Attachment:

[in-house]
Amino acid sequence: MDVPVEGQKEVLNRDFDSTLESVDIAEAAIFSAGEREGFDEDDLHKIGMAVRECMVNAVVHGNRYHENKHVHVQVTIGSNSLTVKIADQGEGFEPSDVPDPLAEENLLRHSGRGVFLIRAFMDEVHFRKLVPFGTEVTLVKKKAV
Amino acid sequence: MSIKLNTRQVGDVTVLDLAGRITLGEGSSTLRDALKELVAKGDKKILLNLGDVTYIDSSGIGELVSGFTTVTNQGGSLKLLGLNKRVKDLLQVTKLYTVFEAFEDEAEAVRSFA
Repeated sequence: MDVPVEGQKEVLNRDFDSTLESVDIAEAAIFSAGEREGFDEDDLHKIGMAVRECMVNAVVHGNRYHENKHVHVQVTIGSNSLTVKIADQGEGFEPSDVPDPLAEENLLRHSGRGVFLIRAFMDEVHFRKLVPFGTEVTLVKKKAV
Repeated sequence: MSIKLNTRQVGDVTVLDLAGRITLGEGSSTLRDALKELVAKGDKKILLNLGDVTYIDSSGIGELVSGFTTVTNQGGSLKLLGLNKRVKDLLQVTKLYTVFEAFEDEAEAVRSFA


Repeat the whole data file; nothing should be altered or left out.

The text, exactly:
[in-house]
Amino acid sequence: MDVPVEGQKEVLNRDFDSTLESVDIAEAAIFSAGEREGFDEDDLHKIGMAVRECMVNAVVHGNRYHENKHVHVQVTIGSNSLTVKIADQGEGFEPSDVPDPLAEENLLRHSGRGVFLIRAFMDEVHFRKLVPFGTEVTLVKKKAV
Amino acid sequence: MSIKLNTRQVGDVTVLDLAGRITLGEGSSTLRDALKELVAKGDKKILLNLGDVTYIDSSGIGELVSGFTTVTNQGGSLKLLGLNKRVKDLLQVTKLYTVFEAFEDEAEAVRSFA
Repeated sequence: MDVPVEGQKEVLNRDFDSTLESVDIAEAAIFSAGEREGFDEDDLHKIGMAVRECMVNAVVHGNRYHENKHVHVQVTIGSNSLTVKIADQGEGFEPSDVPDPLAEENLLRHSGRGVFLIRAFMDEVHFRKLVPFGTEVTLVKKKAV
Repeated sequence: MSIKLNTRQVGDVTVLDLAGRITLGEGSSTLRDALKELVAKGDKKILLNLGDVTYIDSSGIGELVSGFTTVTNQGGSLKLLGLNKRVKDLLQVTKLYTVFEAFEDEAEAVRSFA